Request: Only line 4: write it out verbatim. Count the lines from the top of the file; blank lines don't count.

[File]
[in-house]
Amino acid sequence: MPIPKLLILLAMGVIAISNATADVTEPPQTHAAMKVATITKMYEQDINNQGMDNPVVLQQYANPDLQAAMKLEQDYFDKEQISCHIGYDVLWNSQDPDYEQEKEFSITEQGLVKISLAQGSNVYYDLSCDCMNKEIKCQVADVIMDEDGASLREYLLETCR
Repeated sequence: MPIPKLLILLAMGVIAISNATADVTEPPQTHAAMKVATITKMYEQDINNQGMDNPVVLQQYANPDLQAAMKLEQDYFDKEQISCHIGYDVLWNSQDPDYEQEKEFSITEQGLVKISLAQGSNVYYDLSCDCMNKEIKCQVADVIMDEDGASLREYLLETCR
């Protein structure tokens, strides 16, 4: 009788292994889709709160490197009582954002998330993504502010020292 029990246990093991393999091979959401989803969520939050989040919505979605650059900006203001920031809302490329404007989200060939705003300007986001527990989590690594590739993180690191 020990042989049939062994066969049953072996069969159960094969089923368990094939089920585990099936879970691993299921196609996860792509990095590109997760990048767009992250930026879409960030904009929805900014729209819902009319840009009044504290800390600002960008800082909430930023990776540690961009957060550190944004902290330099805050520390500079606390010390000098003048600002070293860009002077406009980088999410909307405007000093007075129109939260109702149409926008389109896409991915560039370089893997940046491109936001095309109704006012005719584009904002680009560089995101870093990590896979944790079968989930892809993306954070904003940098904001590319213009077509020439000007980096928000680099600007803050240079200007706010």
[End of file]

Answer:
């Protein structure tokens, strides 16, 4: 009788292994889709709160490197009582954002998330993504502010020292 029990246990093991393999091979959401989803969520939050989040919505979605650059900006203001920031809302490329404007989200060939705003300007986001527990989590690594590739993180690191 020990042989049939062994066969049953072996069969159960094969089923368990094939089920585990099936879970691993299921196609996860792509990095590109997760990048767009992250930026879409960030904009929805900014729209819902009319840009009044504290800390600002960008800082909430930023990776540690961009957060550190944004902290330099805050520390500079606390010390000098003048600002070293860009002077406009980088999410909307405007000093007075129109939260109702149409926008389109896409991915560039370089893997940046491109936001095309109704006012005719584009904002680009560089995101870093990590896979944790079968989930892809993306954070904003940098904001590319213009077509020439000007980096928000680099600007803050240079200007706010």